As an Android user, amateur photographer, and FOSS advocate, I’ve long wished for a fully FOSS imaging pipeline on Android. I often use my Android phone for photography. It’s always on me and the camera hardware in them keeps getting better and better. There’s been some great FOSS Android software improvements recently too. I’ve finally figured out a fully FOSS pipeline that can go from raw image capture right through to a final, processed image. This post is meant to share the pipeline I’ve discovered, and I hope it will be a guide for others who want to implement a similar imaging pipeline.
####Capturing raw images on Android
This part is easy thanks to the really great Open Camera app. This is a truly great camera app, with many excellent capabilities. Most importantly to me, it is FOSS, offers manual exposure controls, and allows raw image capture in .dng format. To enable raw image capture, you must have a phone that implements the “Camera2 API”. Here is a list of some phones that support this API. My phone is the Nexus 5x, and Open Camera raw capture works very well with it. To enable raw capture with Open Camera, open the settings (cogwheel icon), scroll down, and check “Use Camera2 API”. Then, click the “Photo Settings” option, tap “RAW”, and select “JPEG and DNG (RAW)”. Now, you will save a jpeg and a .dng raw file of every image you shoot with the Open Camera app.
####Developing raw images on Android
This has been the more difficult part of the problem to overcome. But I’ve recently solved this gap in large part thanks to the very cool FOSS app called Termux. Termux is a really brilliant solution to install a minimal Debian-based CLI Linux distro on Android without the need for root. Termux is really awesome, and includes many smart ways to interact with the terminal using your phone’s hardware keys and onscreen keyboard. Read the help here to learn some of these shortcuts. They will be useful.
Now, what’s really cool and useful for us is that you can install several of your favorite command line image processing tools, which the Temux project has precompiled for ARM processors and hosted for you in its apt repository. For us, the two important tools are dcraw and imagemagick. First things first, however. Install the Termux app on your phone, open a session, and type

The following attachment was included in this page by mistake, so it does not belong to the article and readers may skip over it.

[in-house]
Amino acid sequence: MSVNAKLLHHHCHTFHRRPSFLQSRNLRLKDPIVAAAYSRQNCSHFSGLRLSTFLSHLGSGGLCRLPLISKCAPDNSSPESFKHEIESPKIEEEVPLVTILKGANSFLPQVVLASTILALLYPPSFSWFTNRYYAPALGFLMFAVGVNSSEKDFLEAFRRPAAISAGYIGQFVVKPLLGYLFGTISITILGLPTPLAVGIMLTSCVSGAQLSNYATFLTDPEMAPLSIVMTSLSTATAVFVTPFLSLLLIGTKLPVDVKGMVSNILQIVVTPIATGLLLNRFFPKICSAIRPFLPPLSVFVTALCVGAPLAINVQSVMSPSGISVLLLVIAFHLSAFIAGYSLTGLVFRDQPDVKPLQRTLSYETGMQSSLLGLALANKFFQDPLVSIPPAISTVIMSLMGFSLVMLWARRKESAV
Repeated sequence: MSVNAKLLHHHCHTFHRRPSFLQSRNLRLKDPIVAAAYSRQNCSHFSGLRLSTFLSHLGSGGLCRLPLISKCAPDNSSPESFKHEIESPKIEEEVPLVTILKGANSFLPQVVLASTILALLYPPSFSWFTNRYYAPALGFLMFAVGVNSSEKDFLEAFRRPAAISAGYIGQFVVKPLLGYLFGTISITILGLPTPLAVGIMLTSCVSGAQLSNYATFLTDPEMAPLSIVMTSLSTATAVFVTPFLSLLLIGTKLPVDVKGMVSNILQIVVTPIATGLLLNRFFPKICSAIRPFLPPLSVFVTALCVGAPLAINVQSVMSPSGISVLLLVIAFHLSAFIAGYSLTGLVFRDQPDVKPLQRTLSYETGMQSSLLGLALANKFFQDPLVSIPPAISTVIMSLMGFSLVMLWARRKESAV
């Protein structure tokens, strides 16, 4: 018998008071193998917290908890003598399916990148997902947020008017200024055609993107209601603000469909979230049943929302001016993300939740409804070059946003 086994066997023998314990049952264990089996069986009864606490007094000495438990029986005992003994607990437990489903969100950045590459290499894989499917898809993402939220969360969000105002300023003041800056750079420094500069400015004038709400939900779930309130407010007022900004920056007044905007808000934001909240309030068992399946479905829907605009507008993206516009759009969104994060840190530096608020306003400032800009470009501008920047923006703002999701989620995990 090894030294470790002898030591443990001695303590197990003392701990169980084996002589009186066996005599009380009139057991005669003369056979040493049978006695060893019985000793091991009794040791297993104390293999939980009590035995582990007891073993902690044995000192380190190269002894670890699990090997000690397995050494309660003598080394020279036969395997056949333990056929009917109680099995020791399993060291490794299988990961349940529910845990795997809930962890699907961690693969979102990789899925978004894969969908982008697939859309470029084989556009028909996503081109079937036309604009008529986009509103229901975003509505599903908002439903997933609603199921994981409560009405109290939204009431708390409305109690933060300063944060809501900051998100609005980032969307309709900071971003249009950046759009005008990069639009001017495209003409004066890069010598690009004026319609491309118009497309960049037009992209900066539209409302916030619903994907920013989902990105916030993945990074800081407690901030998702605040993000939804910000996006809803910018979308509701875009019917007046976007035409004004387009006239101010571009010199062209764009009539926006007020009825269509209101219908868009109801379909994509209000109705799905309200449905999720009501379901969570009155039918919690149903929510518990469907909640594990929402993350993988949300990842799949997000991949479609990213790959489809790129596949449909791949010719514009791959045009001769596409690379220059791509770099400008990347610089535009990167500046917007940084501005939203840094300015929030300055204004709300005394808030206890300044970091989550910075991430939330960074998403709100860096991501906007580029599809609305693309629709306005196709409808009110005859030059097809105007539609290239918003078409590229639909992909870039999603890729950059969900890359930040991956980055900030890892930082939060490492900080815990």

apt update && apt upgrade. Then, install our two needed programs
apt install dcraw imagemagick. You now need to give Termux acess to your file storage by running the included script
termux-setup-storage. A little pop-up will appear asking if you want to give Termux permission to access your file storage. Accept this. Now, you can get to it with basic
cd commands. The main directory for Temux is
storage, and from there you can get to
storage\dcim\OpenCamera, where Open Camera will store all of the .dng raw files that you capture.
The raw development approach that I came up with relies on using your favorite hald CLUTs to alter the colors of your raw images to a final jpeg right from the command line. I use @patdavid’s awesome film emulation hald CLUTs. I extracted just a few of my favorites to save space on my device. Using the great FOSS Amaze File Manager, I created a new directory inside the OpenCamera folder, which I named “haldCLUT.” I extracted some of my favorite of Pat’s hald CLUT’s there, and I gave them new shorter names to make my CLI life a little easier.
OK, we now have our raw .dng’s, our Termux Linux terminal set up, and our hald CLUTs in place. Here’s the really fun part. You can go from raw to processed .dng in one easy command. Use
cd storage/dcim/OpenCamera to get to the base Open Camera directory, and then you can run:
dcraw -c my_raw_imag.dng | convert - haldCLUT/Kodachrome64.png -hald-clut output.jpg
Obviously, replace my made up file names with the real ones of your own files. What this does is to use dcraw to read in your .dng and do basic raw conversion which it sends to standard output (that’s the
-c option). You pipe that over to imagemagick’s
convert, which will read in the standard input (that’s the first
- in that part). The second file name is the name of the hald CLUT you want to use to adjust the colors in your raw file.
convert will know this because of the
-hald-clut option you put in right after that. The last file name is the name you want for your output image.
To make your life easier, you can put this into a simple shell script, which you can save right in the OpenCamera directory. Here’s what mine looks like:
dcraw -c $1 | convert - $2 -hald-clut $3
I called mine “filmsim.sh”. Before you can run it, you have to have Termux adjust the shebang, so you should run
termux-fix-shebang filmsim.sh. This is necessary, so don’t skip it. Now, you can run the script giving the .dng, the hald CLUT and the output file as inline arguments:
sh filmsim.sh my_raw_image.dng haldCLUT/Kodachrom64.png output.jpeg
It takes a minute, and then your final processed jpeg appears in the OpenCamera folder. Yippee!!
Here’s a screenshot of me doing these commands:
Here’s my processed image:
Here’s the raw file used for the above: IMG_20170114_162311.dng (23.6 MB)
I hope this is helpful, and any suggestions for improvements or tweaks will be very much appreciated!
[EDITS for spelling, adding raw file, and resizing the screenshot]
[EDITS 2. Fixed for grammar and clarity]